John Ledyard was the Connecticut-born son of a wealthy sea captain, but he was such a ne’er-do-well he was cut out of the family fortune. So he went to sea with Capt. James Cook on his third voyage.
Ledyard was born in Groton, Conn., in November 1751, and led a life of adventure. He briefly attended Dartmouth until he was expelled. He once paddled a dugout canoe 140 miles down the Connecticut River from Hanover, N.H., to Hartford. He was the first white man to make the trip; the Dartmouth Outing Club’s canoers take an annual trip in canoes down the river in his honor.
Ledyard then shipped out to a year-long voyage to Gibralter, the Caribbean and the Barbary Coast. He jumped ship in England on his next voyage, but was impressed into the British Navy as a marine. It was as a British marine that he joined Cook’s third voyage in 1776.
John Ledyard left two legacies from his voyage with Cook. He was convinced there was a fortune to be made selling sea-otter fur to China. He instigated the China Trade by persuading investors to finance a voyage to Canton in 1784. The success of that venture led to decades of lucrative trade with China that provided the capital for the expansion of commerce in the United States.
His other legacy was his diary during Cook’s voyage, published in 1783 and the first work to be protected by a U.S. copyright. On Aug. 14, 1777, he recorded landing on the island of Otaheite (now known as Tahiti) in the Society Islands:
On the 14th we stood in for the land and anchored in a small bay on the east side of the island called by the natives Otaheite-peha. We were immediately surrounded by the inhabitants in their canoes, and the little village within the bay was full of people dancing and running about with joy at our arrival, which was increased when they found it was Cook or Tutee as they pronounce it, who was known among them from a former voyage here…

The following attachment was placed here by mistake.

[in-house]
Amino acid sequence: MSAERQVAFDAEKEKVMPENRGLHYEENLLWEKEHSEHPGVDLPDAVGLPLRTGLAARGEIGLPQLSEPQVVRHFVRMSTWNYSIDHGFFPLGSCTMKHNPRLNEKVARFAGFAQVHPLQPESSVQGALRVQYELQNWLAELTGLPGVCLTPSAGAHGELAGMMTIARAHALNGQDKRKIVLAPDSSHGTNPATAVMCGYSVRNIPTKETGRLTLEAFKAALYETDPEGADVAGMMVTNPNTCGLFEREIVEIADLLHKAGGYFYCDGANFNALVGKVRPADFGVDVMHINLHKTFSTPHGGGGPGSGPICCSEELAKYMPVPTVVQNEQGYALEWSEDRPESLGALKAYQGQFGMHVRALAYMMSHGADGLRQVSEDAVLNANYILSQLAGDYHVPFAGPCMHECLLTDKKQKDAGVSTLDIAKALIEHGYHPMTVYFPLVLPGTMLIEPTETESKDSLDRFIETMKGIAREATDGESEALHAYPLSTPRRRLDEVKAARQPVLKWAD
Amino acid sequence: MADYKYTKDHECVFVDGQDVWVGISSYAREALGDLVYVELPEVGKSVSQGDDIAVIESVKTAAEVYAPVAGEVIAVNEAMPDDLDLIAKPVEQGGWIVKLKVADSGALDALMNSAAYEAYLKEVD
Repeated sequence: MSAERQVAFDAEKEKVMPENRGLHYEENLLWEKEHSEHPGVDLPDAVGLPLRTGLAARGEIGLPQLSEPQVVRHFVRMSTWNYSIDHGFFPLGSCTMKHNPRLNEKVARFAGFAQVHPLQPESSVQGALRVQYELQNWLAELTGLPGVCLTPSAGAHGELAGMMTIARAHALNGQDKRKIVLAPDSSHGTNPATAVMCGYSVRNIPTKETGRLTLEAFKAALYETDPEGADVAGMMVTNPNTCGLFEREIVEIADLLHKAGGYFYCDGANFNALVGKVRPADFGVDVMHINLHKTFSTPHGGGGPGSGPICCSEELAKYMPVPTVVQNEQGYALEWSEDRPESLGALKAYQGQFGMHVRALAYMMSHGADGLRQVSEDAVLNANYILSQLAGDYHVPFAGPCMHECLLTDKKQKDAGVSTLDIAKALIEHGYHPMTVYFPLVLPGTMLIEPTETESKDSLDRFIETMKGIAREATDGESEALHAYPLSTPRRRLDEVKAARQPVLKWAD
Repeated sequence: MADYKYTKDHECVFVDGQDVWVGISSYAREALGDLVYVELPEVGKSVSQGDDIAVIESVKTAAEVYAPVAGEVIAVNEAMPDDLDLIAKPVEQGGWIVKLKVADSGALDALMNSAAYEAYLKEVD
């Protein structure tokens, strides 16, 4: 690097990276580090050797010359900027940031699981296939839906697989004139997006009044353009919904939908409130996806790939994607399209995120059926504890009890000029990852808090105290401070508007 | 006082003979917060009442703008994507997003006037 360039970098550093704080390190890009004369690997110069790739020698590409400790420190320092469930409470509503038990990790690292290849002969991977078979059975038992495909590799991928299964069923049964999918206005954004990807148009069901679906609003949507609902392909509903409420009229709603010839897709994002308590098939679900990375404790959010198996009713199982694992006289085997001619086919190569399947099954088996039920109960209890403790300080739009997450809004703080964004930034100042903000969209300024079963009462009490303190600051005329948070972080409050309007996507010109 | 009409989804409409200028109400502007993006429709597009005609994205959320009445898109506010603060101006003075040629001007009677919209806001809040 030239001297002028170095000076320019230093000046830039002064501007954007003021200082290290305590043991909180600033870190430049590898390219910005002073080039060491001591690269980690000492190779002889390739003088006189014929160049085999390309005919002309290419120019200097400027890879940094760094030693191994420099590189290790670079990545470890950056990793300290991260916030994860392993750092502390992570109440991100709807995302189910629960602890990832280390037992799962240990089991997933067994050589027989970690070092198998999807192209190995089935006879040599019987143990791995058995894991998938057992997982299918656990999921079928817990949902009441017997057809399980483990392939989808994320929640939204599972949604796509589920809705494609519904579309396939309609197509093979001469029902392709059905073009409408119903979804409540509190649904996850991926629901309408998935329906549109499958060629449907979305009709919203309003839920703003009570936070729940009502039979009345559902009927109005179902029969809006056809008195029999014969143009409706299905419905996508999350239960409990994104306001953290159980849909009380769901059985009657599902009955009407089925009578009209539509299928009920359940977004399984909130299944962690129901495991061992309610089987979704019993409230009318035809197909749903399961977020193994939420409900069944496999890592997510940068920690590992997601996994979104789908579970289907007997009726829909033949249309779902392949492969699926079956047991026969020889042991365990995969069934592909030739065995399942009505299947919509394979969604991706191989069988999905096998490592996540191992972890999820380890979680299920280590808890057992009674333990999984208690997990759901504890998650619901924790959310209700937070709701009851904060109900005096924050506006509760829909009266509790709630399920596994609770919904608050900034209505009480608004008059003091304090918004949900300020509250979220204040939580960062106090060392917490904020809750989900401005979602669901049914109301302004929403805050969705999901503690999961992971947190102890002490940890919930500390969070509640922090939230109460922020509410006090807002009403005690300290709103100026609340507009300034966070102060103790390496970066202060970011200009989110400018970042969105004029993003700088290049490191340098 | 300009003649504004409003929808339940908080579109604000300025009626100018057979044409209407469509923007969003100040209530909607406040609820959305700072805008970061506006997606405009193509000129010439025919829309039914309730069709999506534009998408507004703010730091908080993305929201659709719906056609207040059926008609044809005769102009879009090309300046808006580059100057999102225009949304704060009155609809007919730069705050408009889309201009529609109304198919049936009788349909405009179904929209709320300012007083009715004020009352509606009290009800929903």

Cook with other gentlemen and Omai went ashore, where they were very much surprised to find a large wooden cross about 9 feet high erected in the village, with an inscription in the latin language, importing that in February 1777 two Spanish ships had been there, ad taken possession of the island in the name of his Catholic Majesty. This was also confirmed by many subsequent appearances as well as from the informations of the inhabitants. At a little distance from this they found a house built with boards a little in the European style, and within it a large mahogany chest with a Spanish lock to it, this the natives readily opened and showed us several Spanish garments, which they said belonged to a man the Spaniards had left there, who was now dead — and gave us furthermore to understand that the Spaniards had taken three of the natives with them when they went away, and when we asked where they came from they pronounced the word Rema, which we made no doubt was Lima in Spanish America.
We also found afterwards that the Spaniards had left several American hogs and a bull and a cow, among them, but the two latter were dead. What the purpose of this visit from the Spaniards could be time must discover.
When our boat returned try brought off the cross the Spaniards had erected — erased their inscription, and after putting on one in favor of his Britannic Majesty erected it again in the place from which we took it.
John Ledyard died Jan. 10, 1789.